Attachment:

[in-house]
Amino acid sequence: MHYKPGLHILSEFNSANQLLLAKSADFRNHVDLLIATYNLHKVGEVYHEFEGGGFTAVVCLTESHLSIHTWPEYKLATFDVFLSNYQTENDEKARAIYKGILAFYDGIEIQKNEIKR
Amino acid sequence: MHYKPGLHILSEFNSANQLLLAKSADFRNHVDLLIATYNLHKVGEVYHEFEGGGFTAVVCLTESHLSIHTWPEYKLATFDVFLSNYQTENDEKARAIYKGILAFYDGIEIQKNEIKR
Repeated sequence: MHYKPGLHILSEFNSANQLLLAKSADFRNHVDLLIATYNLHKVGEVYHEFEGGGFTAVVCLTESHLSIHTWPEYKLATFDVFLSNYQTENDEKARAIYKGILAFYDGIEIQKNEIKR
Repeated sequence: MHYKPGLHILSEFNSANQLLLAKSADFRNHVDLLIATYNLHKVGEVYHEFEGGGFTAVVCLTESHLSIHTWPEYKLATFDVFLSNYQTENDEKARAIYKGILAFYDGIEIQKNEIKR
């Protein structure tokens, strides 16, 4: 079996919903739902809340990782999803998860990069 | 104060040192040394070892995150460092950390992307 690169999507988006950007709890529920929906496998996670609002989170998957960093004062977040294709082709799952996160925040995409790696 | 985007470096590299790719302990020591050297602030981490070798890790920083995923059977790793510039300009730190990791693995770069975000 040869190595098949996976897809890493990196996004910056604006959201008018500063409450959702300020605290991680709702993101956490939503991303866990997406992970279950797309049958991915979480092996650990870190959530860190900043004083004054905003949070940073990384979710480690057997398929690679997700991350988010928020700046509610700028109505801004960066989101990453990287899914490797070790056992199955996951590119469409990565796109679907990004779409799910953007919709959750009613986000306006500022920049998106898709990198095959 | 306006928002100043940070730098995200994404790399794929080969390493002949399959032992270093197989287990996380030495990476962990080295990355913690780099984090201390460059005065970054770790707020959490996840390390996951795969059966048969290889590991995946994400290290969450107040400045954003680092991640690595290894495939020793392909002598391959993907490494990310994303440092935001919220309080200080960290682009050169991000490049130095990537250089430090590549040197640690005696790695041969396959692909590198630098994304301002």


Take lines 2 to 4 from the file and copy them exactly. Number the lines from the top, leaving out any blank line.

Amino acid sequence: MHYKPGLHILSEFNSANQLLLAKSADFRNHVDLLIATYNLHKVGEVYHEFEGGGFTAVVCLTESHLSIHTWPEYKLATFDVFLSNYQTENDEKARAIYKGILAFYDGIEIQKNEIKR
Amino acid sequence: MHYKPGLHILSEFNSANQLLLAKSADFRNHVDLLIATYNLHKVGEVYHEFEGGGFTAVVCLTESHLSIHTWPEYKLATFDVFLSNYQTENDEKARAIYKGILAFYDGIEIQKNEIKR
Repeated sequence: MHYKPGLHILSEFNSANQLLLAKSADFRNHVDLLIATYNLHKVGEVYHEFEGGGFTAVVCLTESHLSIHTWPEYKLATFDVFLSNYQTENDEKARAIYKGILAFYDGIEIQKNEIKR